data set with which it is trained upon


When selecting training data, the designer
should consider:


Whether all important features are covered


What are the important/necessary features


The number of inputs


The number of outputs


Availability of hardware

CSE5230
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Data Mining, 2002

Lecture 5.
26

Preparing data


Preprocessing is usually the most
complicated and time
-
consuming issue when
working with NNs (as with any DM tool)


Main types of data encountered:


Continuous data with known min/max values
(range/domain known). There problems with skewed
distributions: solutions include removing values or using
log function to filter


Ordered, discrete values: e.g. low, medium, high


Categorical values (no order): e.g. {“Male”, “Female”,
“Unknown”} ( use “1 of N coding” or “1 of N
-
1 coding”)


There will always be other problems where
the analyst’s experience and ingenuity must
be used

CSE5230
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Data Mining, 2002

Lecture 5.
27

Illustrative Example


1

(following
http://www.geog.leeds.ac.uk/courses/level3/geog3110/week6/sld047.htm

ff.)


Organization


a building society with 5 million customers and using a
direct mailing campaign to promote a new investment
product to existing savers


Available data


The 5 million customer database


Results of an initial test mailing where 50,000 customers
(randomly selected) were mailed. There were 1000
responses (2%) in terms of product take up


Objective


Find a way of targeting the mailing so that:

»
the response rate is doubled to 4%

»
at least 40,000 new investment holders are brought in

CSE5230
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Data Mining, 2002

Lecture 5.
28

Illustrative Example
-

2


For simplicity we assume that only two
attributes (features) of a customer are
relevant for this situation:


TIMEAC: time (in years) that the account has been open


AVEBAL: average account balance over the past 3
months


Examining the data, it was obvious to
analysts that the
pattern

of respondents is
different from the non
-
respondents. But what
are the reasons for this?


We need to know the reasons to
select/develop a model for identifying such
responding customers

CSE5230
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Data Mining, 2002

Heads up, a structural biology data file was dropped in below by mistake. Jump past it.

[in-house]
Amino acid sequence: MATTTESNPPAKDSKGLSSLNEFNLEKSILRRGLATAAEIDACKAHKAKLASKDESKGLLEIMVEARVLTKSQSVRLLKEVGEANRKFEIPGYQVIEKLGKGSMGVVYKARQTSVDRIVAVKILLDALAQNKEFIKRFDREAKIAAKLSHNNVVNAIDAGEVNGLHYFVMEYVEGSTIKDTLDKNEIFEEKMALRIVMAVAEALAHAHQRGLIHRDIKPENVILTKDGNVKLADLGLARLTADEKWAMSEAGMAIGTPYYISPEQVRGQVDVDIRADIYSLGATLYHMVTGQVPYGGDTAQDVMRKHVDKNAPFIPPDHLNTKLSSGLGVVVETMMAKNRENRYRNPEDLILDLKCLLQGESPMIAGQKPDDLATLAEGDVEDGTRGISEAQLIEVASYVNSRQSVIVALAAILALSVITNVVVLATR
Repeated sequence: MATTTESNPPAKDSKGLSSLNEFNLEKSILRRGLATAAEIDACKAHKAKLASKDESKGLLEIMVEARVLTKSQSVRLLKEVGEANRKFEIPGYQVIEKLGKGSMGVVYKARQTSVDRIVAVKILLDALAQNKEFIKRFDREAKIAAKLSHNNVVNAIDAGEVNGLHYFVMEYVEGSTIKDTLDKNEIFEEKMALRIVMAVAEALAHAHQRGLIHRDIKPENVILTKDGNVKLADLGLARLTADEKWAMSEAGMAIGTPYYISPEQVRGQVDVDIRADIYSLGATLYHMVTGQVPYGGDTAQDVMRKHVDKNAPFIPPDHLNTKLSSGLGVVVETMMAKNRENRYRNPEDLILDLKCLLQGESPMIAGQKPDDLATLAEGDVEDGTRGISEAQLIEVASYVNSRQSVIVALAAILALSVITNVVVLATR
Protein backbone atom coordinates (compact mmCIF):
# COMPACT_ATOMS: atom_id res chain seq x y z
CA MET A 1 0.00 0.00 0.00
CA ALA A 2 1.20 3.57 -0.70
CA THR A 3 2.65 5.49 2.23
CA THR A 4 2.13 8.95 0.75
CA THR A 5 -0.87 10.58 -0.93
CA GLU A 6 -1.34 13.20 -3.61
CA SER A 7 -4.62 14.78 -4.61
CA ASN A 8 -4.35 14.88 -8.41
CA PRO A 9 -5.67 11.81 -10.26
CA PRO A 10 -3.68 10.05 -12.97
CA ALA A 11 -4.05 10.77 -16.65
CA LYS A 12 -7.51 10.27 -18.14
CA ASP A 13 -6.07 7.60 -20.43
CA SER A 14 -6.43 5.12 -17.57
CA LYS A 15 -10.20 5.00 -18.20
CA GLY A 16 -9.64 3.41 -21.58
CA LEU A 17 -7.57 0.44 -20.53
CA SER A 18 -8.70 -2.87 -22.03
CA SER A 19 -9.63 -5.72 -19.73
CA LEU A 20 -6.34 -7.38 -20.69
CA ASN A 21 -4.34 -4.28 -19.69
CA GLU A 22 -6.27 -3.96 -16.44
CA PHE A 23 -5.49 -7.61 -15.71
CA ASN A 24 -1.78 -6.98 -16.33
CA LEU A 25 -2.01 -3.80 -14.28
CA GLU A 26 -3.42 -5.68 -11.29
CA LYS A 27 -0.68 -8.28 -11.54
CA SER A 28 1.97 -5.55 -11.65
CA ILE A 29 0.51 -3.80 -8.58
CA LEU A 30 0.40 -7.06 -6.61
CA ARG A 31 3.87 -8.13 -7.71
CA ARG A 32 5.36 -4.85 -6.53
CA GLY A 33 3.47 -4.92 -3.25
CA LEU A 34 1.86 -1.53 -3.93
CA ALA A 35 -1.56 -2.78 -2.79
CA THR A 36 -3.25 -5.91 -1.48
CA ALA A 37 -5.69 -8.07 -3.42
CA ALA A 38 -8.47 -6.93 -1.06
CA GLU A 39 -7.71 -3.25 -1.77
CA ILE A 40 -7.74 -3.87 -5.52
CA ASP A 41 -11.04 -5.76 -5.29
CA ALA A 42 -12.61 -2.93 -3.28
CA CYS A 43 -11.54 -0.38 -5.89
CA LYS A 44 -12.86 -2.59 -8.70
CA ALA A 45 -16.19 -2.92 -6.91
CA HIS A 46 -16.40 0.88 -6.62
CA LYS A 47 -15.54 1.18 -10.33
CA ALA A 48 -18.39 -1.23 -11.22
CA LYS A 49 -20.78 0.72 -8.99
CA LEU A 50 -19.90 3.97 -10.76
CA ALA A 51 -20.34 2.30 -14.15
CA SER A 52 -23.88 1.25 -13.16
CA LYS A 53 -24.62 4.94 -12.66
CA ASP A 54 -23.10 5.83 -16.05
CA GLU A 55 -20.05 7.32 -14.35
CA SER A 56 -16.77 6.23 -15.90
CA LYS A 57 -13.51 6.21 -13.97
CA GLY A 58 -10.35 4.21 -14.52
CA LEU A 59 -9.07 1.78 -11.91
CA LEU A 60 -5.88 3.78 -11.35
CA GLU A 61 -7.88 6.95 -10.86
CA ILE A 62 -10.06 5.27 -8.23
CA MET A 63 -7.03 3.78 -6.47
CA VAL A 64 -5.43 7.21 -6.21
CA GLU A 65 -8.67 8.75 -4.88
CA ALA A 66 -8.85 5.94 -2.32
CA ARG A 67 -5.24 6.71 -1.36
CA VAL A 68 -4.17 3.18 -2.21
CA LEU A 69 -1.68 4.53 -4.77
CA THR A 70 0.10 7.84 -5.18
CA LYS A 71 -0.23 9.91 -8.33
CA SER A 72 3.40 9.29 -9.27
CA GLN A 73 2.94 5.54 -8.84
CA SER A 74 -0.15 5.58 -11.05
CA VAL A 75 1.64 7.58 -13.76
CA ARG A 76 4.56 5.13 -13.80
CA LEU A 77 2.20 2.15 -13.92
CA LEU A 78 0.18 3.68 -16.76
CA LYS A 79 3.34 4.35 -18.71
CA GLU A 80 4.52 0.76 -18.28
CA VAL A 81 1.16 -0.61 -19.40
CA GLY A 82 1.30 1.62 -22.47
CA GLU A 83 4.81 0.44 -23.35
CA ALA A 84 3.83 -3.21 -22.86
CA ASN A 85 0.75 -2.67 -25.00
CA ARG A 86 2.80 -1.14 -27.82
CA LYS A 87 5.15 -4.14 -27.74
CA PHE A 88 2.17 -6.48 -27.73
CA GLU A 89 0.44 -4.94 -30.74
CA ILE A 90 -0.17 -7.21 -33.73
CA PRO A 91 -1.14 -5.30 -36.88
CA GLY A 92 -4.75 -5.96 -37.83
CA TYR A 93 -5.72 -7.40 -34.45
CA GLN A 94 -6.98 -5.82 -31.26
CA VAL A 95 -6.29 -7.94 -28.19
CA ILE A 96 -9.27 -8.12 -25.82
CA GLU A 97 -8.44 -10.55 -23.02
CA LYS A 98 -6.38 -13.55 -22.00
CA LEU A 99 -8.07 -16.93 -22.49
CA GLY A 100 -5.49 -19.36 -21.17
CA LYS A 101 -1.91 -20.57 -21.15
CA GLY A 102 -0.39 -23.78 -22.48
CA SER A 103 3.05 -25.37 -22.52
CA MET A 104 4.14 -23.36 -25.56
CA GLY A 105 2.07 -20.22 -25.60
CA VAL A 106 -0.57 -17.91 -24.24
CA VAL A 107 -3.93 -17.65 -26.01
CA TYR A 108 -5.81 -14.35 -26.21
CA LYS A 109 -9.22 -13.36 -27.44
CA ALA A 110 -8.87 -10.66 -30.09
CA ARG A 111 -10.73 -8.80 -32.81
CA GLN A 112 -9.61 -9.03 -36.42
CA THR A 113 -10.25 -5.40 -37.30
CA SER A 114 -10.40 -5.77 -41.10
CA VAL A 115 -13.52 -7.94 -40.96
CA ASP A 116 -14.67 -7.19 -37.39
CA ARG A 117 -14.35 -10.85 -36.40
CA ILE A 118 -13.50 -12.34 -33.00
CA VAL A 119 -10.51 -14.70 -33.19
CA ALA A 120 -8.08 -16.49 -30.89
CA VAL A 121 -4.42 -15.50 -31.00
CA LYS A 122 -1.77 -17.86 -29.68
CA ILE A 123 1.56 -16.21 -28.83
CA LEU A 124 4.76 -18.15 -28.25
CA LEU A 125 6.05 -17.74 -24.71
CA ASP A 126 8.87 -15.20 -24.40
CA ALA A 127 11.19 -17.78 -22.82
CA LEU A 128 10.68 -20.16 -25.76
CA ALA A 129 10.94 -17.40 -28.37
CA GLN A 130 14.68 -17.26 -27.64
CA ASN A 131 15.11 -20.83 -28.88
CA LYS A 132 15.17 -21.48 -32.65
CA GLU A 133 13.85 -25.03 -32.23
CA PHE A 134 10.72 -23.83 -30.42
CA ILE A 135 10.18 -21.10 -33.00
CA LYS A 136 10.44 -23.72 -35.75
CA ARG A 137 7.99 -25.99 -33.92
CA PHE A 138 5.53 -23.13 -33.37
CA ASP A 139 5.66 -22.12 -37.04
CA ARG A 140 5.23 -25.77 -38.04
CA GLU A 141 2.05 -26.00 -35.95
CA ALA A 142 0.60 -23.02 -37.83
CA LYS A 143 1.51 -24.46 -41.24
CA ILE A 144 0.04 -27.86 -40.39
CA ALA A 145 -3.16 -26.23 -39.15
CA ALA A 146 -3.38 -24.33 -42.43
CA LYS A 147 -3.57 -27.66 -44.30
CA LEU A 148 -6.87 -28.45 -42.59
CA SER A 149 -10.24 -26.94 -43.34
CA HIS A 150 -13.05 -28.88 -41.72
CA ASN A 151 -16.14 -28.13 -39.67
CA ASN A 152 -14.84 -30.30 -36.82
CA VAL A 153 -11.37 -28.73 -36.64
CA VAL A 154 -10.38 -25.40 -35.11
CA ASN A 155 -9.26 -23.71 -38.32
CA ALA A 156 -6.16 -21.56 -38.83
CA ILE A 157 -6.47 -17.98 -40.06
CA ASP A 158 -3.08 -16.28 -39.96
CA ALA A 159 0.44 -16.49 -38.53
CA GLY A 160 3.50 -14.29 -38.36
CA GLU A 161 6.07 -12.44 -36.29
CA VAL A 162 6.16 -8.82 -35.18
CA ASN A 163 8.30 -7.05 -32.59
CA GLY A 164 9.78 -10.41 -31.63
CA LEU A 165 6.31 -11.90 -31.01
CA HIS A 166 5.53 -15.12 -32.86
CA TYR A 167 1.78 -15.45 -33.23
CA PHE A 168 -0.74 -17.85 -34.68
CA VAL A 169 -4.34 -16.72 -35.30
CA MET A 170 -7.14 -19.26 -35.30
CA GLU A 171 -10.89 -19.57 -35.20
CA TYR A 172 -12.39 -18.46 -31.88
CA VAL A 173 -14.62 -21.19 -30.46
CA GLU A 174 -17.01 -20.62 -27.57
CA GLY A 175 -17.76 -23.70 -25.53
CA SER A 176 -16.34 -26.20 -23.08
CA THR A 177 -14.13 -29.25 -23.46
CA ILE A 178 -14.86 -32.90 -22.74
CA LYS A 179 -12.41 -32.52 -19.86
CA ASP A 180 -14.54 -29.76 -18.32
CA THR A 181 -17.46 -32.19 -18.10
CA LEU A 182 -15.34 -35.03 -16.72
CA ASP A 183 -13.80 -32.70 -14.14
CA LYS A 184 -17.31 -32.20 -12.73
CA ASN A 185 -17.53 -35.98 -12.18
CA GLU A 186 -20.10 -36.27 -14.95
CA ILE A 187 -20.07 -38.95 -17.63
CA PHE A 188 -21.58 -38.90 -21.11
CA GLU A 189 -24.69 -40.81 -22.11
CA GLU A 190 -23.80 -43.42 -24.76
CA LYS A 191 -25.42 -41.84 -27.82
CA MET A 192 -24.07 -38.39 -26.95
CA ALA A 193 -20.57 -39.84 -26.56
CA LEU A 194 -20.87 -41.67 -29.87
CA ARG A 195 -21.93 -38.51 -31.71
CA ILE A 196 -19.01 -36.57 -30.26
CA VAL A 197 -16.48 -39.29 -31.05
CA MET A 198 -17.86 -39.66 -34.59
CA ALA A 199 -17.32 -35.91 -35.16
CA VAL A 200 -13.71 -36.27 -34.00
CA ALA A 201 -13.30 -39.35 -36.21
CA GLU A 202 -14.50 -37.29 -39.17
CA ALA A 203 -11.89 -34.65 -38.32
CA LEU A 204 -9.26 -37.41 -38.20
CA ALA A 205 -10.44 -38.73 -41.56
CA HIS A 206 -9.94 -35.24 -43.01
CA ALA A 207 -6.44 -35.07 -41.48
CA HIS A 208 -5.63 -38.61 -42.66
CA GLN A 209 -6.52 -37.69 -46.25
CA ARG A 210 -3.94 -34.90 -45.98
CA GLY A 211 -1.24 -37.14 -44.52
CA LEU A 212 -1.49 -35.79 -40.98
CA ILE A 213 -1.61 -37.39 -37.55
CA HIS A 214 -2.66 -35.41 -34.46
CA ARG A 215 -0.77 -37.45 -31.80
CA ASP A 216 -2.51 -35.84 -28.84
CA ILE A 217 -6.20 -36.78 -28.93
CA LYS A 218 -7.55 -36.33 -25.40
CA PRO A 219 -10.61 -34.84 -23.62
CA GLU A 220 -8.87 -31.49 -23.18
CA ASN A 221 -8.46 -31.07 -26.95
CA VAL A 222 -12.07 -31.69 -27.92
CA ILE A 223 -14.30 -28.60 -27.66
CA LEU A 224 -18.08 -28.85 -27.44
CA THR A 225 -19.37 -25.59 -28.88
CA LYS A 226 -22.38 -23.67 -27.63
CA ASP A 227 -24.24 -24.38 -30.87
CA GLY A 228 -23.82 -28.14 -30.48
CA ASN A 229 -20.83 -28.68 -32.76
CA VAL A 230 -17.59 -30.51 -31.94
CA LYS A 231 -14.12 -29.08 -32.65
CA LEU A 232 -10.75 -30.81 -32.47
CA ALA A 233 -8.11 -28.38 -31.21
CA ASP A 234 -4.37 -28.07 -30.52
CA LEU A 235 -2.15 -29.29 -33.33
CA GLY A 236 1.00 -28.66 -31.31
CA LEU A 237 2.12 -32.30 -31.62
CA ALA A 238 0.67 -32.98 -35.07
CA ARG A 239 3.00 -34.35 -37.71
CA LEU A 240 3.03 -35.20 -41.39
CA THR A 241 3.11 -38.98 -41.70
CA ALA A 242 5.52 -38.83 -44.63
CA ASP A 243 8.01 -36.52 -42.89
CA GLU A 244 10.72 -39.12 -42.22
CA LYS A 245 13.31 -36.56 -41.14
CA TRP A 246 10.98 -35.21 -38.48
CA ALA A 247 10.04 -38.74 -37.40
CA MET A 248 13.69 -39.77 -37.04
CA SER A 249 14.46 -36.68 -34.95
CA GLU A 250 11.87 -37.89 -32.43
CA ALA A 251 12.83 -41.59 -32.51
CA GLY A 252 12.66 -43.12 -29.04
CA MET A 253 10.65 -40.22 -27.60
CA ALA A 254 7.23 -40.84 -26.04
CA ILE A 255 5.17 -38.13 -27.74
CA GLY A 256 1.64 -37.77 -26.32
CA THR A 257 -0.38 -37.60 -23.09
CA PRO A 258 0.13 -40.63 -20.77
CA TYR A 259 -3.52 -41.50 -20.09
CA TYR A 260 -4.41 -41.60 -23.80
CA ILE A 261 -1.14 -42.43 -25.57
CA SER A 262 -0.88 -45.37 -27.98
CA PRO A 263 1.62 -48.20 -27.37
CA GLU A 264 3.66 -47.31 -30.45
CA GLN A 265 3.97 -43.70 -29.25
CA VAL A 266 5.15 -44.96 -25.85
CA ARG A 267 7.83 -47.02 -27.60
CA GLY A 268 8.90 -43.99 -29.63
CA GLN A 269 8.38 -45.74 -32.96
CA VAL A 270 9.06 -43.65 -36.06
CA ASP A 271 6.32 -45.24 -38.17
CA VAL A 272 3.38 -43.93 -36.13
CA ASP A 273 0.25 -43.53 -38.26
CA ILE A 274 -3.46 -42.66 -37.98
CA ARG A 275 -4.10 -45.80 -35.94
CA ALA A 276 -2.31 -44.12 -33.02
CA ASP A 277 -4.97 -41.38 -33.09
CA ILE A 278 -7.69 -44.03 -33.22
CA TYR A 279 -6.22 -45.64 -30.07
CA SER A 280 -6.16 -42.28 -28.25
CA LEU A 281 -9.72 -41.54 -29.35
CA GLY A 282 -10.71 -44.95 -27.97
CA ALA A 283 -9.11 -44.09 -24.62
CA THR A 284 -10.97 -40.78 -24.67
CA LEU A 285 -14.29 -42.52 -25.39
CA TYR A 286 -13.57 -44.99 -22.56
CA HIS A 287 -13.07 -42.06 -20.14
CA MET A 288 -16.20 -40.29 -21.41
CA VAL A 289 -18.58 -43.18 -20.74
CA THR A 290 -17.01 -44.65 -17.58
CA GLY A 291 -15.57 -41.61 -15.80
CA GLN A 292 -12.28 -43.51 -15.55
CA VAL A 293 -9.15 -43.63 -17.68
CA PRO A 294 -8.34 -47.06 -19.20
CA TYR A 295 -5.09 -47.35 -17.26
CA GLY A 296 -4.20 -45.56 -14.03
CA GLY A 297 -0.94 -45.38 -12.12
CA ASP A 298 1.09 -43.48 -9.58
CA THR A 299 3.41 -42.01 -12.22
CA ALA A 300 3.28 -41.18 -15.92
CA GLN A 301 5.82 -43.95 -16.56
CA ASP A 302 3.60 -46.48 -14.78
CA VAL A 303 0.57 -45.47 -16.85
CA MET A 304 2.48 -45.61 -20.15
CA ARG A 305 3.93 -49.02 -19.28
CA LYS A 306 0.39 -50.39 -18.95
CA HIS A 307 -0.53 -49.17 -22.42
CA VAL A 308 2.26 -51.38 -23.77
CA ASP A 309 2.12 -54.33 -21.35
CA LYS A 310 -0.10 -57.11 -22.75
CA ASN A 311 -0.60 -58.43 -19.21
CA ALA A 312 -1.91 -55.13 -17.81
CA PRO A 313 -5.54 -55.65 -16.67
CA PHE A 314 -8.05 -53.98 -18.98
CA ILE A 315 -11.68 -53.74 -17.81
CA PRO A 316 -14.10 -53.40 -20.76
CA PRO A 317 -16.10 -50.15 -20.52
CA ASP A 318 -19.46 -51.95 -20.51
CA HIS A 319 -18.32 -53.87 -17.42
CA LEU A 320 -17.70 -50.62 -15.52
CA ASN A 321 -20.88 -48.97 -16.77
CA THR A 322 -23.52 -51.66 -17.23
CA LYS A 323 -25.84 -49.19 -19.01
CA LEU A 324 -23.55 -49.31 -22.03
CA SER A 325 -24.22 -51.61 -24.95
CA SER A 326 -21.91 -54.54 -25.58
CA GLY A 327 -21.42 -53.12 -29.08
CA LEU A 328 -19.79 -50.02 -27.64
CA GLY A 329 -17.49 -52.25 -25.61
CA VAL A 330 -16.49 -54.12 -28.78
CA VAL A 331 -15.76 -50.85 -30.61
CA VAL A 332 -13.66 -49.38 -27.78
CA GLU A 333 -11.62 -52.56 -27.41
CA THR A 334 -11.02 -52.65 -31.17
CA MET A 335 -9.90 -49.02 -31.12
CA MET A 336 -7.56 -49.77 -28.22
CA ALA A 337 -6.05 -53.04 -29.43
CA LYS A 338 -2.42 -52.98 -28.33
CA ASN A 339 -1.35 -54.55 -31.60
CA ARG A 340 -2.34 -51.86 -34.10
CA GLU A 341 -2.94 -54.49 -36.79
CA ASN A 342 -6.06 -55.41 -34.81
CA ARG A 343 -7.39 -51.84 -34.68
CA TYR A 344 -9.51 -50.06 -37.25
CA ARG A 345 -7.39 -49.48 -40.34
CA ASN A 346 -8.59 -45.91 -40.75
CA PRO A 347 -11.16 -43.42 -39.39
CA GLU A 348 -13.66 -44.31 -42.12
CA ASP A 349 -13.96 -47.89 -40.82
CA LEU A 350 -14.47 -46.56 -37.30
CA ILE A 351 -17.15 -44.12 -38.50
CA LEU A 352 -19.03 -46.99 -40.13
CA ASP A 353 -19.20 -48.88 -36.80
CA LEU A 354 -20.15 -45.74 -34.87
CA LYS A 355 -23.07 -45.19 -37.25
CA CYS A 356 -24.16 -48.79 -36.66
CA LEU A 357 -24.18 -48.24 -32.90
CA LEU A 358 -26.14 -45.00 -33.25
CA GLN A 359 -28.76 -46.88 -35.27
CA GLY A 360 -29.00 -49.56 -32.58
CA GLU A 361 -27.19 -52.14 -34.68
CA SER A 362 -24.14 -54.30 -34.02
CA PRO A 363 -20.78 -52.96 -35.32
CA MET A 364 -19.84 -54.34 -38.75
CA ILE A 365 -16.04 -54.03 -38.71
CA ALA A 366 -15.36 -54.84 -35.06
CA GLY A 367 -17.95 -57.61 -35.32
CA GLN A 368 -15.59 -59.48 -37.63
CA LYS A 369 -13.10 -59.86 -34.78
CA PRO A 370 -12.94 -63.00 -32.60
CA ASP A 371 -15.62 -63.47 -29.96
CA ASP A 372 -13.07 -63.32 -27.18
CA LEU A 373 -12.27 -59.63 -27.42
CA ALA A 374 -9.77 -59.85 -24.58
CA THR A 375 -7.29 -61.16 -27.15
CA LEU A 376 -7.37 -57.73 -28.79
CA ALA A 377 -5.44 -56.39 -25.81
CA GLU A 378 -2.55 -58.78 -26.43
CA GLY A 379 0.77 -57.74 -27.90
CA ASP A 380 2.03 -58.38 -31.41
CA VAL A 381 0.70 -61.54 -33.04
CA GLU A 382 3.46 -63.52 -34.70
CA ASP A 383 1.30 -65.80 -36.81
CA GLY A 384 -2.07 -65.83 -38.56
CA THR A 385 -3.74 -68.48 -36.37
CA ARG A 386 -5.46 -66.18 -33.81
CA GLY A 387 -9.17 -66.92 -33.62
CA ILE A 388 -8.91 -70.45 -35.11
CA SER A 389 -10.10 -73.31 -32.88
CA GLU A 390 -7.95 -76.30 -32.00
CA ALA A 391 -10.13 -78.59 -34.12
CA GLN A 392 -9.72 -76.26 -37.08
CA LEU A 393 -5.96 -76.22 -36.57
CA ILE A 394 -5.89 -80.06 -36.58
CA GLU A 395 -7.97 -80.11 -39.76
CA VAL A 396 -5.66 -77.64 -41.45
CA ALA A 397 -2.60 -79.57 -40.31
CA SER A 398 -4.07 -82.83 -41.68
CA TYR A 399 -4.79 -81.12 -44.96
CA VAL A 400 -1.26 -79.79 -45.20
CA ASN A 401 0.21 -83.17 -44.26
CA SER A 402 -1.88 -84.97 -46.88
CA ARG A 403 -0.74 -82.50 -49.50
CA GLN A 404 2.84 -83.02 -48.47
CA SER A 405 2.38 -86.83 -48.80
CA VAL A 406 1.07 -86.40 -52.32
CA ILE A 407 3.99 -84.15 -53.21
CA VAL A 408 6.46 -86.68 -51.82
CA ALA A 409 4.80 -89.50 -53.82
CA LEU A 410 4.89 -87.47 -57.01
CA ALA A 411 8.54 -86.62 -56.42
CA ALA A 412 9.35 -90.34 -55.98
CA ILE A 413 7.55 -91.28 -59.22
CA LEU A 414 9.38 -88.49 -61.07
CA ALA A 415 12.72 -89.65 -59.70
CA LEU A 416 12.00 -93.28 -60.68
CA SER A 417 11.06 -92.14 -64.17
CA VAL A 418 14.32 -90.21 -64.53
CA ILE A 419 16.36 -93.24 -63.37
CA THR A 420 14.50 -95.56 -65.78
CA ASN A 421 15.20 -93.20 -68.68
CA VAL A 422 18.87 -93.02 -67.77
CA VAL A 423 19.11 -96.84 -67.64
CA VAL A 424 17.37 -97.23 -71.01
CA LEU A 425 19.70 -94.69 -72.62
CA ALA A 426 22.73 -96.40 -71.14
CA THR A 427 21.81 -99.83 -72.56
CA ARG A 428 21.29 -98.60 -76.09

Lecture 5.
29

Illustrative Example
-

3


A neural network can be used to model this
data without having to make any assumptions
for the reasons of such patterns


Let a neural network
learn

the pattern from the data and
classify the data for us

Neural
network

AVEBAL

TIMEAC

SCORE

CSE5230
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Data Mining, 2002

Lecture 5.
30

Illustrative Example
-

4

Preparing the training and test data sets


We have 1000 respondents. Randomly split in to a
training set and a test set:









The network is trained by making repeated passes over
the training data, adjusting weights using the BP
algorithm


500 respondents

+ 500 non
-
respondents


1000 (training test)




500 respondents

+ 500 non
-
respondents


1000 (test test)



CSE5230
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Data Mining, 2002

Lecture 5.
31

Illustrative Example
-

5

Using the resultant network


Order the score value for the test in
descending order (see next slide)


45 degree line shows the results if random
ranking is used (since the test set consists of
50% “good” customers)


The extent to which the graph deviates from
the 45 degree line shows the power of the
model to discriminate between good and bad
customers


Now calculate the number of customers
required to be mailed to achieve the company
objective

CSE5230
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Data Mining, 2002

Lecture 5.
32

Illustrative Example
-

6

CSE5230
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Data Mining, 2002

Lecture 5.
33

Illustrative Example
-

7


Analysis shows that company objectives are
achievable:


40,000 product holders at 4% response


Can save hundreds of thousands of dollars in
mailing costs


Better than the other model in this example